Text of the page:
3 Reasons Not to Wear Flip Flops on a Trinidad Pitch Lake Tour

Last updated on : Jun 10, 2020

(Last Updated On: June 10, 2020)

Before I went on a Trinidad Pitch Lake tour, the term “pitch lake” made no sense to me. Pitch, which refers to asphalt or tar, has been one of Trinidad and Tobago’s major exports for centuries, and the country is home to the largest deposit (i.e., lake) of natural asphalt in the world. 

La Brea Pitch Lake in Port-of-Spain was one of the more unique travel experiences I’ve had, but I had no idea what a tar pit was prior to visiting La Brea Pitch Lake. To further prove I had no idea what a tar pit was, I wore flip flops while visiting it. Below are three important reasons why wearing flip flops on a Trinidad Pitch Lake tour is not a good idea.

Walking in Tar Pond - Trinidad Pitch Lake Tour

1.) You might lose your shoes.

In order to reach the main area of the tar pit, I had to traverse a series of ponds, which are popular places for soaking due to the therapeutic properties of sulfur-rich water.

While walking through one of the knee-high ponds of murky water, I lost my footing and nearly fell in, because my shoe became planted in the bottom of the pond.

I somehow managed to find and lift my flip flop with my foot, but once I stepped out of the pond, my wet feet and shoes made it hard to maintain my balance.

2.) You have to walk on tar.

Pitch Lake reminded me of an unfinished parking lot, but unlike a parking lot, it’s not a smooth and easy place to walk. In fact, walking on a tar pit is like walking on a large surface of hot glue.

However, I really only realized this after pausing to snap a photo and observe more of the scenery. That’s when one of my flip flops became stuck in the tar and required prompt removal, or I’d risk permanently losing a shoe (that flip flop still has tar on it even after rigorous cleaning).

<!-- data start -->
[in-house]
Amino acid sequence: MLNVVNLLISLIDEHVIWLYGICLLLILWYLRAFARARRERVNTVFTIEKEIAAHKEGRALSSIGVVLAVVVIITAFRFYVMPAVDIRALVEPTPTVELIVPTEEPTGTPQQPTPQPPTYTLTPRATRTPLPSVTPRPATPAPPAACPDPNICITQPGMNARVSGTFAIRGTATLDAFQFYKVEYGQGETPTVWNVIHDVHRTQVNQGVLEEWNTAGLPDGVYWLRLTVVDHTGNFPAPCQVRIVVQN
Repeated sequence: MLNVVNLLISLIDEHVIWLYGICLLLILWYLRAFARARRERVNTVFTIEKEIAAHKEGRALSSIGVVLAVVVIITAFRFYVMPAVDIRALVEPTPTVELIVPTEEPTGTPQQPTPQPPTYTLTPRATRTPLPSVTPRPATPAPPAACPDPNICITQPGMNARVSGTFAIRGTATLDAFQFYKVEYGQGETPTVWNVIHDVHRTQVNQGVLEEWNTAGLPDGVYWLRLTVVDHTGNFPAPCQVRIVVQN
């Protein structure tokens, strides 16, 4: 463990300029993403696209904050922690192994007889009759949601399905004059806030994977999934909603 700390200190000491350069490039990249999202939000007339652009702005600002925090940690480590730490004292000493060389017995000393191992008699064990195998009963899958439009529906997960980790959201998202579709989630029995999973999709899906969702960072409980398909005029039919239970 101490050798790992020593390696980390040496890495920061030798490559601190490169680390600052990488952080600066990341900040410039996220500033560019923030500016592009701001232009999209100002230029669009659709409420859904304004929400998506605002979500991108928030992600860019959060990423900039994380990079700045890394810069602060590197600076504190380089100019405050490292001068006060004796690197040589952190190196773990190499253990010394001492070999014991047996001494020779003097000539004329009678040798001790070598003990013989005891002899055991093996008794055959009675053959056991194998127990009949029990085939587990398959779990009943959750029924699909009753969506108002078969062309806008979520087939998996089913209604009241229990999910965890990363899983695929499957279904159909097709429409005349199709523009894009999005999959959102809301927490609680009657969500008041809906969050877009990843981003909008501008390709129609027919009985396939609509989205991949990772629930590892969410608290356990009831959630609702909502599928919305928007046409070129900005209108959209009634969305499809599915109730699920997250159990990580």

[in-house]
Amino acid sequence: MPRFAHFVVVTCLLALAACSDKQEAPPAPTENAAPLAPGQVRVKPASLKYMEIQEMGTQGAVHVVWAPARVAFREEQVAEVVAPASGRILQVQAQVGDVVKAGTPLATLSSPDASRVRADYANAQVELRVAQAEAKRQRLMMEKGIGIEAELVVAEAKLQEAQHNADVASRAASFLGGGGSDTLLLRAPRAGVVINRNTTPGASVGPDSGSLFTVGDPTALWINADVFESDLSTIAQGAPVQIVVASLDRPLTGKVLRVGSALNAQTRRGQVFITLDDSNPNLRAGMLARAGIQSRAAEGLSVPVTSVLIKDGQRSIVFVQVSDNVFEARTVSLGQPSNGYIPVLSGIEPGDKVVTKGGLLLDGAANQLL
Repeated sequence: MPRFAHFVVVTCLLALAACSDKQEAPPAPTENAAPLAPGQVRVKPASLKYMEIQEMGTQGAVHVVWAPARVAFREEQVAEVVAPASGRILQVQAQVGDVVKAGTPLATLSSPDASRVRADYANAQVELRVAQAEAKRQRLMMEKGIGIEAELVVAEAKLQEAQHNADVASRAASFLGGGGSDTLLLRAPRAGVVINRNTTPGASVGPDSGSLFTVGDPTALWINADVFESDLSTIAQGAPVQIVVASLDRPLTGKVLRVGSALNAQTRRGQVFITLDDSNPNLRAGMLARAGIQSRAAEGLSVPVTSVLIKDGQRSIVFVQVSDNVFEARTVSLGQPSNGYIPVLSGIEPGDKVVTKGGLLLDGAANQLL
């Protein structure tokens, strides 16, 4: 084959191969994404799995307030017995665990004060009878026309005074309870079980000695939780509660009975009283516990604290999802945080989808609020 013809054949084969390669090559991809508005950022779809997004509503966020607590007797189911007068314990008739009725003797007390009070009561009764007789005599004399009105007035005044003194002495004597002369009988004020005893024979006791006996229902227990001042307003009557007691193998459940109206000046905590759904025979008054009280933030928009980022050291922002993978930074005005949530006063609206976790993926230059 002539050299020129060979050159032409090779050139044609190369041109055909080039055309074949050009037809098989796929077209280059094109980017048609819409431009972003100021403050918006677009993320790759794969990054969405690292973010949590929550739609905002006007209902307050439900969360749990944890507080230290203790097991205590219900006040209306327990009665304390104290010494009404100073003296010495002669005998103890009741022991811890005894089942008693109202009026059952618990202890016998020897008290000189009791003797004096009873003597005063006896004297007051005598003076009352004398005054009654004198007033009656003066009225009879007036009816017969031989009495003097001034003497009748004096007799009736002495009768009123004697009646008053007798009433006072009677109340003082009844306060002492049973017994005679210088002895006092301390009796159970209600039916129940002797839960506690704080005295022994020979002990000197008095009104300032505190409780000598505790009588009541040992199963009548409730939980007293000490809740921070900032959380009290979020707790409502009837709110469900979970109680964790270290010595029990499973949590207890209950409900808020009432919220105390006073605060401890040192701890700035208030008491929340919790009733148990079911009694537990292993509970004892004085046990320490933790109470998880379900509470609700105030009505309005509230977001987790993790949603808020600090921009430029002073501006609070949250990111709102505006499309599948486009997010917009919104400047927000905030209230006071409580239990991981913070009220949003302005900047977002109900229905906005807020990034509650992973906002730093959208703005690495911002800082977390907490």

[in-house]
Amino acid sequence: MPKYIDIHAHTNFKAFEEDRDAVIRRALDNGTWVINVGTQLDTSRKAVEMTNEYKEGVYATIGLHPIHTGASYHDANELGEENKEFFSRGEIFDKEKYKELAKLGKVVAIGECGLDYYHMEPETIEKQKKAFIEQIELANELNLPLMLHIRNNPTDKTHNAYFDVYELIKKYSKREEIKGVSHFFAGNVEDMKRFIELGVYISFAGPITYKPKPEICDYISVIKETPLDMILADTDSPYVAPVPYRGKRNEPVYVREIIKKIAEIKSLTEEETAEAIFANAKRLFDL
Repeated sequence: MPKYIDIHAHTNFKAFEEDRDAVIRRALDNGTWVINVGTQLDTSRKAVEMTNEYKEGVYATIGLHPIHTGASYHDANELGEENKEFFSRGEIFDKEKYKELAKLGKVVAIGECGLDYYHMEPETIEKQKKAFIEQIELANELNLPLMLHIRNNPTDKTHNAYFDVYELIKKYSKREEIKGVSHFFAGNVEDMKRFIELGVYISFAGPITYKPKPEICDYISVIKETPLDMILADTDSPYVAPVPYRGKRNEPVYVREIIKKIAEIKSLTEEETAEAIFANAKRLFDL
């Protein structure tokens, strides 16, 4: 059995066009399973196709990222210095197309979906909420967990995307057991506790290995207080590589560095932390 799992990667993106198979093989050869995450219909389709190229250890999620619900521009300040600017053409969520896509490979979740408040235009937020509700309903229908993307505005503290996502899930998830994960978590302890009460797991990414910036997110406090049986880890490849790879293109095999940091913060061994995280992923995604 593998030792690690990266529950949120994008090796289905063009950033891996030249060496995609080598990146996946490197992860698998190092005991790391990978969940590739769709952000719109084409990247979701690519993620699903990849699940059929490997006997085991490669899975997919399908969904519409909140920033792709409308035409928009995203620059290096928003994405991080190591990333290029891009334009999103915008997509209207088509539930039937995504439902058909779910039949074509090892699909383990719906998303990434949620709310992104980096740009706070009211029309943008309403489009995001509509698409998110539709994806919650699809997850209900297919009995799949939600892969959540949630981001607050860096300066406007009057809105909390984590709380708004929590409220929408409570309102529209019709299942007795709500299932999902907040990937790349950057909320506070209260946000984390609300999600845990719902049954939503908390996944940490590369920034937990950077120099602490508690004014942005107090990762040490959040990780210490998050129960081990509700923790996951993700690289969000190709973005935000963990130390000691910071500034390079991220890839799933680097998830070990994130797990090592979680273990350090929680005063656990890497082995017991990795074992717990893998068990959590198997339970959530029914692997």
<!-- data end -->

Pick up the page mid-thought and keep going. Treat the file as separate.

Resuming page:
As a result, I couldn’t stand in one place for longer than a few seconds, so I got quite a workout!

Tar Pit - Trinidad Pitch Lake Tour

3.) You might step on a tar-mummified crocodile.

Among the many “fossilized” things you’ll discover at La Brea Pitch Lake are well-preserved small crocodiles. These poor crocodiles were just no match for the extremely sticky conditions of the tar pit. 

Experiencing a tar pit definitely awakened my senses. I couldn’t walk very well and was nearly overcome by the strong smell of tar, which was amplified by the intense Trinidadian heat and humidity.

However, touching the surface of natural tar, while very hot, was actually kinda cool!

Alligators - Trinidad Pitch Lake Tour

Have you ever done a Trinidad Pitch Lake tour or visited another pitch lake in the world? How was your experience?

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Author Profile

Taryn White
With 75+ countries and all 50 U.S. states crossed off her list, Taryn's wanderlust and wanderlist continue to grow! She loves historic places, off-the-beaten paths, and beautiful beaches. Follow her pursuits on Instagram and www.tripwishlist.com.

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